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Manitoba Premier Heather Stefanson listens in as Rochelle Squires, Manitoba Minister of Families, speaks at an event in Winnipeg, on Jan. 31.JOHN WOODS/The Canadian Press

The Manitoba government is committing $2.1 million to a new approach to find and help missing persons.

The province says the Winnipeg Police Service will become the centralized intake for missing persons reports, and will have dedicated resources from provincial child and family services.

Families Minister Rochelle Squires says many of the people who go missing each year are Indigenous women from rural and remote communities.

She says some are lured to Winnipeg and are at risk of being exploited or being victims of violence.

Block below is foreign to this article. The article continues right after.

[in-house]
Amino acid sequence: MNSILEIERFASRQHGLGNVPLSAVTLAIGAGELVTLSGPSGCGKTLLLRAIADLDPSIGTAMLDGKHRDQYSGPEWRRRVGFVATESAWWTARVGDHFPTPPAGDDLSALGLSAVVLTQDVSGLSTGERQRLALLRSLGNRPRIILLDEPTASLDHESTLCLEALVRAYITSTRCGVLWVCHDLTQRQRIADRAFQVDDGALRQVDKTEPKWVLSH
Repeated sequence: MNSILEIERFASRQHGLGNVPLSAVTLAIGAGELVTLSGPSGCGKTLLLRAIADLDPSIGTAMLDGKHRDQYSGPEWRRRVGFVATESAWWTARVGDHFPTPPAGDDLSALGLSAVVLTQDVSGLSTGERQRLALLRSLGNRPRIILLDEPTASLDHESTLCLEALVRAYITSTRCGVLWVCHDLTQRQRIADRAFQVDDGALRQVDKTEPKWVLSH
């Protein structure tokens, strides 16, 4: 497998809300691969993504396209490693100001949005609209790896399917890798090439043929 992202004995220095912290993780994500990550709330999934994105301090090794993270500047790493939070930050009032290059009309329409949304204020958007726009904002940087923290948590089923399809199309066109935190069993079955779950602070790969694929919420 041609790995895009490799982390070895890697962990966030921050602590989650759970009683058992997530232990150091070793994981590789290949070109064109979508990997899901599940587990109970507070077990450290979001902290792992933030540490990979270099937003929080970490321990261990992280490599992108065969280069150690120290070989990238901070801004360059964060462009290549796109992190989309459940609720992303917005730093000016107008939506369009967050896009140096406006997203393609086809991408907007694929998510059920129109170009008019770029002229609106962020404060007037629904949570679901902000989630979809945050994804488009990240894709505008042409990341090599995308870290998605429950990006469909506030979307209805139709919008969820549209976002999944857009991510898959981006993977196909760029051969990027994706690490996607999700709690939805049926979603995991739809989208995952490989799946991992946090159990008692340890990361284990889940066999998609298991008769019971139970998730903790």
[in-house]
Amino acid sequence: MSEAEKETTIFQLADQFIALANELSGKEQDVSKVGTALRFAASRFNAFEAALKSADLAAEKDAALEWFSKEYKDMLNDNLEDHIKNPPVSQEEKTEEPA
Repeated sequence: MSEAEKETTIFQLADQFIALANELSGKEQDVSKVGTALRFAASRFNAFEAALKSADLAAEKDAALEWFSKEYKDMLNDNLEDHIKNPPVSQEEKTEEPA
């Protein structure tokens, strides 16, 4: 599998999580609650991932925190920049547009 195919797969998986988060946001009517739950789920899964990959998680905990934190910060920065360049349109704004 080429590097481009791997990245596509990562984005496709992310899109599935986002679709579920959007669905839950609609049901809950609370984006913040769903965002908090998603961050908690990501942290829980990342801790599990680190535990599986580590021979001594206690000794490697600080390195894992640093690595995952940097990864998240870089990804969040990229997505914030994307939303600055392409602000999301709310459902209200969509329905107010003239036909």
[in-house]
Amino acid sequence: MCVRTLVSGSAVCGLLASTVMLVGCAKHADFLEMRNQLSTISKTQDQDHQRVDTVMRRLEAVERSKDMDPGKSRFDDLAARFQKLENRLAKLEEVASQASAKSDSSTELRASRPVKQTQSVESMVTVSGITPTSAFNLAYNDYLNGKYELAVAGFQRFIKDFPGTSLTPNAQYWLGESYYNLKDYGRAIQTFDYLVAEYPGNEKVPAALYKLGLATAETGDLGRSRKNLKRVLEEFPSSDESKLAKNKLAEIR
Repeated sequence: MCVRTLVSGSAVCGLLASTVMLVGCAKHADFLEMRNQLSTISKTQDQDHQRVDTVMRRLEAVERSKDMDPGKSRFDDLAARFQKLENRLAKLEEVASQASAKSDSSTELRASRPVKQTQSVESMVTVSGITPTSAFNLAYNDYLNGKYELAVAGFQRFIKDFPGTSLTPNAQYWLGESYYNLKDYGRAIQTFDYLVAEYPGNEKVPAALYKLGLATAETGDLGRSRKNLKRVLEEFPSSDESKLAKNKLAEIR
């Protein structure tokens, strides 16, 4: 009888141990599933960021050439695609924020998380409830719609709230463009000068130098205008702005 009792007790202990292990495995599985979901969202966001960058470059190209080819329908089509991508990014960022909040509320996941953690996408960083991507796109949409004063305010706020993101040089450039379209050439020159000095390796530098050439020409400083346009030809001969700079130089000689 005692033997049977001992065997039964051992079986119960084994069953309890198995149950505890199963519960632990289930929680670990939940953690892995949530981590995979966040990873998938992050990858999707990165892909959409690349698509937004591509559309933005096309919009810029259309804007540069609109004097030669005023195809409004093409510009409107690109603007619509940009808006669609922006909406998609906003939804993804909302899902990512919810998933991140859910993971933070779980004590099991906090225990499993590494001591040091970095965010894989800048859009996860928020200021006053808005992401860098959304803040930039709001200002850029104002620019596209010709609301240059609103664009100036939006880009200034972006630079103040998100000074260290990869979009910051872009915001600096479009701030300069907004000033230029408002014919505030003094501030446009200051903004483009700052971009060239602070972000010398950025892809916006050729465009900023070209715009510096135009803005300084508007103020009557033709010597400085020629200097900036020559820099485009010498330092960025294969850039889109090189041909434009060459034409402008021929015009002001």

Assistant commissioner Rob Hill of the Manitoba RCMP says the announcement means a more co-ordinated approach with dedicated staff.

The Progressive Conservative government has made a series of crime-fighting promises in recent weeks, including a new child-abuse investigative unit announced earlier this month.

Squires said Monday the new missing persons initiative will not only help find people, but will also provide supports.

“We know that there are dozens of young people who are chronically reported as missing, and tragically some of these young people fall victim to violent predators,” Squires said.

“This response aims to both channel those chronic youth into community-support programs, while ensuring timely law-enforcement engagement on those cases that require it.”